53 Pages Posted: 1 Oct 2009 Last revised: 15 Jun 2010
Date Written: September 25, 2009
This commentary examines an issue presently before the United States Supreme Court: whether 17 U.S.C. §411's registration requirement restricts the subject matter jurisdiction of the federal courts over copyright infringement actions. The Second Circuit found that courts lack jurisdiction to adjudicate claims alleging the infringement of unregistered works. The issue of whether courts have jurisdiction over such claims is of tremendous importance: The U.S.'s collective intellectual product is perhaps its greatest asset. Since unregistered works are as susceptible to mass electronic infringement as registered works, and arguably much more numerous, a decision affirming the Second Circuit would deny the country effective means of defending key IP. This commentary examines the statutes involved, arguments that have been made and the Second Circuit Opinion. It poses four solutions to §411's supposed jurisdictional conundrum and concludes that federal courts unquestionably possess jurisdiction over unregistered claims.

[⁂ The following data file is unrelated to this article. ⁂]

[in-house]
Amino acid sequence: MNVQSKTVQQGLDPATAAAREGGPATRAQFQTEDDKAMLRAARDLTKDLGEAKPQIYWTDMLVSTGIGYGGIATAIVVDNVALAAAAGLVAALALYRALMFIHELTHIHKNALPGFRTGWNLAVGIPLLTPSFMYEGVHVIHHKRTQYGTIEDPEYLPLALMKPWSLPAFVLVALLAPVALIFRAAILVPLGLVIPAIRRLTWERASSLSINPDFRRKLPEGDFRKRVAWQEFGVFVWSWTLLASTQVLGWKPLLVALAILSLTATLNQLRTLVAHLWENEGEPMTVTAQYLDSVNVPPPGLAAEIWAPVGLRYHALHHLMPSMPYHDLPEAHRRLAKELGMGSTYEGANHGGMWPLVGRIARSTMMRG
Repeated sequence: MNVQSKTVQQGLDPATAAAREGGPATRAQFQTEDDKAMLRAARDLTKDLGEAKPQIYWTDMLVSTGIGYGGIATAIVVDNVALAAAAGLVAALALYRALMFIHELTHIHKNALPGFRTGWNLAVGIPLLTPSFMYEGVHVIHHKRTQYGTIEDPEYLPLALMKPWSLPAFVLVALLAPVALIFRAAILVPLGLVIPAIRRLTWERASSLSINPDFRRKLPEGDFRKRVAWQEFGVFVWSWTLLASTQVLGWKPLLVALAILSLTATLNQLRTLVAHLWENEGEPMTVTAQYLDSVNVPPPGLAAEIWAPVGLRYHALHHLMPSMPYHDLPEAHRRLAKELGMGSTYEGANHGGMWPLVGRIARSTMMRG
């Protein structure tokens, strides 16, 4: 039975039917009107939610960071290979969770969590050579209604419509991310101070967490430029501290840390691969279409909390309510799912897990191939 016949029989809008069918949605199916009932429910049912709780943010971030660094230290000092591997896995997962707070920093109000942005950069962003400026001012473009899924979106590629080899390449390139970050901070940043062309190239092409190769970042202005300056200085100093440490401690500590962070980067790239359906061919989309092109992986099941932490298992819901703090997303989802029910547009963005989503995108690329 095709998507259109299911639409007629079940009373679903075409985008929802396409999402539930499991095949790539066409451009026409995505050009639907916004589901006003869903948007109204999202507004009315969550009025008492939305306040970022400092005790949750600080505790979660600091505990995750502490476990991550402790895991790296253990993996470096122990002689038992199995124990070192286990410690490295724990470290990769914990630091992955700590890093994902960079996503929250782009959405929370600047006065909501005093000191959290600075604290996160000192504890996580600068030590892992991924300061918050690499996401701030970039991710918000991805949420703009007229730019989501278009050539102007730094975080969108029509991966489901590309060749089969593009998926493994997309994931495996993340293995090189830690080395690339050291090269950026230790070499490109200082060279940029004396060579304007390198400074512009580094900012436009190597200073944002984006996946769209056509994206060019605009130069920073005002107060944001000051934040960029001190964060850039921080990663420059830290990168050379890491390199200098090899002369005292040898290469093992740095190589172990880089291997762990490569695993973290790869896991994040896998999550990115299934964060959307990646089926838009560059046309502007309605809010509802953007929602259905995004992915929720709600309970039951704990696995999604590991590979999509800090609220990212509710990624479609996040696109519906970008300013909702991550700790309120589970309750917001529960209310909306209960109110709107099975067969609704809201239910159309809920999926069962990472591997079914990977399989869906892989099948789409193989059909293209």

Keywords: copyright, registration, registered, unregistered, infringement, subject matter jurisdiction, supplemental jurisdiction, 1367, Reed Elsevier, Muchnick, Tasini, original jurisdiction, 411, primary jurisdiction
Suggested Citation: Suggested Citation
Bass, Emily M., 'Catch 411:' Does Section 411 of the Copyright Act Restrict the Subject Matter Jurisdiction of Federal Courts Over Copyright Actions? (September 25, 2009). Available at SSRN: https://ssrn.com/abstract=1480777 or http://dx.doi.org/10.2139/ssrn.1480777